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Review: Dave Gorman at the Liverpool Empire

By Vicky Anderson on Mar 21, 10 11:49 AM

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There was more to Dave Gorman's return to traditional stand up than there seemed...

Dave Gorman takes to the stage of the Empire in jeans and trainers, purple patterned cardigan, tie, and beard. He's silently screaming his 30-something, white, middle-class-ness from the rafters, and this is reflected in the audience, who basically all look just like him.


So he began, with some nicely written and extremely polished, likeable enough material about the usual 30-something observations. Comedy quips from mum and dad, dropping out of university, a bit about dealing with reporters and the media. There was some very clever maths talk that was pretty impressive (we now know about perfect and friendly numbers). And he sneakily plants the seeds of the remarkable climax of the show into some throwaway gags at this early stage, so it paid to pay attention.


After years of causes, crusades and investigations, the new show was a surprising return to straightforward stand up. His latest dates have been an extension of his tour, now called Sit Down, Pedal, Pedal, Stop and Stand Up (Only Without the Pedal, Pedal Bit) - for which he cycled to every venue on the map. But rather than that being the point of the show, as I was half-expecting, he didn't go into that at all.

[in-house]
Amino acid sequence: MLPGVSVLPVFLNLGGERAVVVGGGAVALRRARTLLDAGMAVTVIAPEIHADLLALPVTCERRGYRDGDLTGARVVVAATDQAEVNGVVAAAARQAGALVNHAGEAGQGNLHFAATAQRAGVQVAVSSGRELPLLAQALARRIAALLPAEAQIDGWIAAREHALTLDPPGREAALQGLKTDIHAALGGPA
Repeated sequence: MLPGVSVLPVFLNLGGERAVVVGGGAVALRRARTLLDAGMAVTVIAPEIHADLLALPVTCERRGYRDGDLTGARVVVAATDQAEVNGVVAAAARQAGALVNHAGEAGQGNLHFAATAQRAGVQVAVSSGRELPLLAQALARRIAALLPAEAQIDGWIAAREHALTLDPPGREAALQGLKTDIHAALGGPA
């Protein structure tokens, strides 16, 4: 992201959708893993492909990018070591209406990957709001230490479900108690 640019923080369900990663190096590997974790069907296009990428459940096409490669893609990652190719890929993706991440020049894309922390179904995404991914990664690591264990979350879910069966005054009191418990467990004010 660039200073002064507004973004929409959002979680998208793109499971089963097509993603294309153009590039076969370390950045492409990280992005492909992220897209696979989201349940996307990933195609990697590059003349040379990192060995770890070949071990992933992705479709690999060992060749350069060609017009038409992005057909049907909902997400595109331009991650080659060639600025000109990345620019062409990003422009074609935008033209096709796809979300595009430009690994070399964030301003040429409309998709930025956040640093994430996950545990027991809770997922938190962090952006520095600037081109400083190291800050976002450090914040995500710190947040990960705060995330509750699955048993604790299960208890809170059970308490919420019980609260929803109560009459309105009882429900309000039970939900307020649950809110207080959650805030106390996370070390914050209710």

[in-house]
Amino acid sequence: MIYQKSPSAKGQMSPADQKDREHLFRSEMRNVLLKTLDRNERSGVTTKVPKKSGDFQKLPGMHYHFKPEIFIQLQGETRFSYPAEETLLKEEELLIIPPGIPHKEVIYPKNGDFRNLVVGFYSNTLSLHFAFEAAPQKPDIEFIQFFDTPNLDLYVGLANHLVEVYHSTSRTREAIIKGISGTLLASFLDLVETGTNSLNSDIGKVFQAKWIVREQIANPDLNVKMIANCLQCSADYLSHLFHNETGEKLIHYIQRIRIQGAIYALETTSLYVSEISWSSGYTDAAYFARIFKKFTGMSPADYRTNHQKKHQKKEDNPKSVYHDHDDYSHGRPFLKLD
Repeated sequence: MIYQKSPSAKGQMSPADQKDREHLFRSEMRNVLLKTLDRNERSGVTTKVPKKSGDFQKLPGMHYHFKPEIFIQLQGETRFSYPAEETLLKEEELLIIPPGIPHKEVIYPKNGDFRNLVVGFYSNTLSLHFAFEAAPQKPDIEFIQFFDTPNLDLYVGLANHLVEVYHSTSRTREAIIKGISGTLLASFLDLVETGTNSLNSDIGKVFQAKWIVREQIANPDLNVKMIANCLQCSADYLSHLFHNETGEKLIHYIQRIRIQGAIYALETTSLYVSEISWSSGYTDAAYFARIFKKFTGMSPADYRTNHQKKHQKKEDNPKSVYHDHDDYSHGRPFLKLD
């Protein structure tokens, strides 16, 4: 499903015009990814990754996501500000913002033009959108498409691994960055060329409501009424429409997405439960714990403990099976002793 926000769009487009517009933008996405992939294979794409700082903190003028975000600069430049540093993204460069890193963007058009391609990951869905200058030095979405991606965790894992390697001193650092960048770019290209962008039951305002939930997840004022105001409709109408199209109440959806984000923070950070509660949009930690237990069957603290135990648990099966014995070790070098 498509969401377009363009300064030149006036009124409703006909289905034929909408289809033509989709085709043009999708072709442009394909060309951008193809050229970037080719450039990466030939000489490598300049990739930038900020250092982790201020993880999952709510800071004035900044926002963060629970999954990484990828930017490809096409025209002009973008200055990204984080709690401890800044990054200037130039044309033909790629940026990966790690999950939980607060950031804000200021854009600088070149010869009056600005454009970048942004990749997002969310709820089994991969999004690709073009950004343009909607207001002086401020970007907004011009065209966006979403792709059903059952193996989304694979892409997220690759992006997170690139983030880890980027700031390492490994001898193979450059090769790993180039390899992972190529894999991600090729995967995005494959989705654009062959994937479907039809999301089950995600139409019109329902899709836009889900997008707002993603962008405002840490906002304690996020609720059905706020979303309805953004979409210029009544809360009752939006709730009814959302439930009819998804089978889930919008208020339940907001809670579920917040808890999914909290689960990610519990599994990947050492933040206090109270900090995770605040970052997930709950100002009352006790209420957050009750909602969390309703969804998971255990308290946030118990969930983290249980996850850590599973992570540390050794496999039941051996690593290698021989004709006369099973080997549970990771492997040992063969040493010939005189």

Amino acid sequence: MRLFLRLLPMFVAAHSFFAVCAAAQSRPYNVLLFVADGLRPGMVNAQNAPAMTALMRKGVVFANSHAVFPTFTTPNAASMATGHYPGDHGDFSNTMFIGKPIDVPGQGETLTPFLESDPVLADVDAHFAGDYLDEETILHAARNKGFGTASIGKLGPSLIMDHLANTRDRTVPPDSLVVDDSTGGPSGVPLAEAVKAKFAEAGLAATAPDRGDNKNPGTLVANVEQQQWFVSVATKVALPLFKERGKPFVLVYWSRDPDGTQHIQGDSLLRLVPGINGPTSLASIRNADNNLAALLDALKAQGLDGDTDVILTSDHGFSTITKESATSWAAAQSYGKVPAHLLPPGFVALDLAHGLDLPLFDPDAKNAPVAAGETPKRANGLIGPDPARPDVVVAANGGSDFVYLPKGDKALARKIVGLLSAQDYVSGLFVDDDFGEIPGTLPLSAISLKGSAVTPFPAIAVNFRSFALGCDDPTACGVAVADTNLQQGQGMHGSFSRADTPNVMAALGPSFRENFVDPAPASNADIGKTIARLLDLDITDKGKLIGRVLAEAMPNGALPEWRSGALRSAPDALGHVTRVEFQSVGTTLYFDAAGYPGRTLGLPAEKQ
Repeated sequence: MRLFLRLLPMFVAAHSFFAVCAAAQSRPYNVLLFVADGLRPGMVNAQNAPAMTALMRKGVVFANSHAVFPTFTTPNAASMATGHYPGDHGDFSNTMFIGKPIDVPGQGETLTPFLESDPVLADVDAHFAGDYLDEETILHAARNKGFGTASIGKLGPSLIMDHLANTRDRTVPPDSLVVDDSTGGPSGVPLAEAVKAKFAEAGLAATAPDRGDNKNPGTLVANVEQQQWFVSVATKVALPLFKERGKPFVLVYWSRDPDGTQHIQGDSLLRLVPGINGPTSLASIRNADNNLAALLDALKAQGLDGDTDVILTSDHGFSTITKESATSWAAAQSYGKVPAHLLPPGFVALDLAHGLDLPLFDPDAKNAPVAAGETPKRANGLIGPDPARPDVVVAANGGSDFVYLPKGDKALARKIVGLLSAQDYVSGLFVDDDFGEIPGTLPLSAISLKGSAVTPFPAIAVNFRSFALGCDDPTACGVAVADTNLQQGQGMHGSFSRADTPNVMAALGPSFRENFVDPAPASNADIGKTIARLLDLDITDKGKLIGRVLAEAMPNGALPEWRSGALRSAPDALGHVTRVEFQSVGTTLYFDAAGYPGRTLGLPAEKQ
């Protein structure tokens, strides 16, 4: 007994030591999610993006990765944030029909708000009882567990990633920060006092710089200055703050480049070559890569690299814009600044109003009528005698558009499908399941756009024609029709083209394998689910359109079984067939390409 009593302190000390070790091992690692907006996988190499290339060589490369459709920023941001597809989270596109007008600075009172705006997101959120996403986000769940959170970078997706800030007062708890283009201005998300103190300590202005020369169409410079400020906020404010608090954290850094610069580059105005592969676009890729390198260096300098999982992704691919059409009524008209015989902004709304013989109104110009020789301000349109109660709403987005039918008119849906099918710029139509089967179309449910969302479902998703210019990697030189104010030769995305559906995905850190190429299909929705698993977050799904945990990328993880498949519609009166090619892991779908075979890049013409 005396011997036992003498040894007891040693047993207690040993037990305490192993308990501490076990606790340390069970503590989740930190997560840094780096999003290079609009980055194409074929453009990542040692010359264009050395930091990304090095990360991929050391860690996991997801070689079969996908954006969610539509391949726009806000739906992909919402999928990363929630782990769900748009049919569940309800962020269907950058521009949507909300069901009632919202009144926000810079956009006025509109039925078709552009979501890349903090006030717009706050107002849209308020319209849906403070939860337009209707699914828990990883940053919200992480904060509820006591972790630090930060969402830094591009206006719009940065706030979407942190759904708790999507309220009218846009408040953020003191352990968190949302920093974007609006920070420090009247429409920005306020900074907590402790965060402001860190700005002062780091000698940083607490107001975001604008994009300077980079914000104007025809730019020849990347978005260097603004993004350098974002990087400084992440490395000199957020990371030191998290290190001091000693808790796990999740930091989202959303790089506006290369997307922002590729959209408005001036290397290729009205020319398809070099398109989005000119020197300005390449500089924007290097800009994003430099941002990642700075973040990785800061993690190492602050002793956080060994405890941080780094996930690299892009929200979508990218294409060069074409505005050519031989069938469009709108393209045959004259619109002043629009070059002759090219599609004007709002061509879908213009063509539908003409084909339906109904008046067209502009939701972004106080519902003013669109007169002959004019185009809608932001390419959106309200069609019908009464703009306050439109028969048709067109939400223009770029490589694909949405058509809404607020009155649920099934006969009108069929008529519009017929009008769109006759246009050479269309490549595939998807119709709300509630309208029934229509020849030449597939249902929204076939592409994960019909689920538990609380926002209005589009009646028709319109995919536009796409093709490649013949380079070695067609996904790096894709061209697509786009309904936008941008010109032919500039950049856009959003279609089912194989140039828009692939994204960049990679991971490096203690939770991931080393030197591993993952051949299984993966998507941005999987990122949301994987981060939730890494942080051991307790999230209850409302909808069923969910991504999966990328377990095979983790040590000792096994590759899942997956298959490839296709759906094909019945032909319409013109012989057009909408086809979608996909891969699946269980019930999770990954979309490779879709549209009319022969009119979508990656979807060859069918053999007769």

The first half was good stuff, but only had me smiling, not laughing out loud. The second half, however, really ramped the show up into rather extraordinary territory. He skilfully drew out a tale about the comedy potential of nearly dropping his keys in a post box, keeping momentum of such a daft-sounding premise up for the best part of 15 minutes. This whipped up into a brilliantly performed finisher, which went down particularly well thanks in part to the localisation of the last set up, and a good old rant about Ringo Starr, which always goes down well in these parts these days


But then just what made this show so remarkable, and memorable, is just what Gorman himself came out to implore the audience (and critics) to keep schtum about in his encore time. The less you know about it before you come, the funnier it is, he argued, and he was right (given that I expected it all to be about his cycling stunt). I wasn't expecting to be impressed enough to go along with all that, but for the fantastic performance he gave last night, it's the least we can do.


Where you there? What did you think? Why not comment below...


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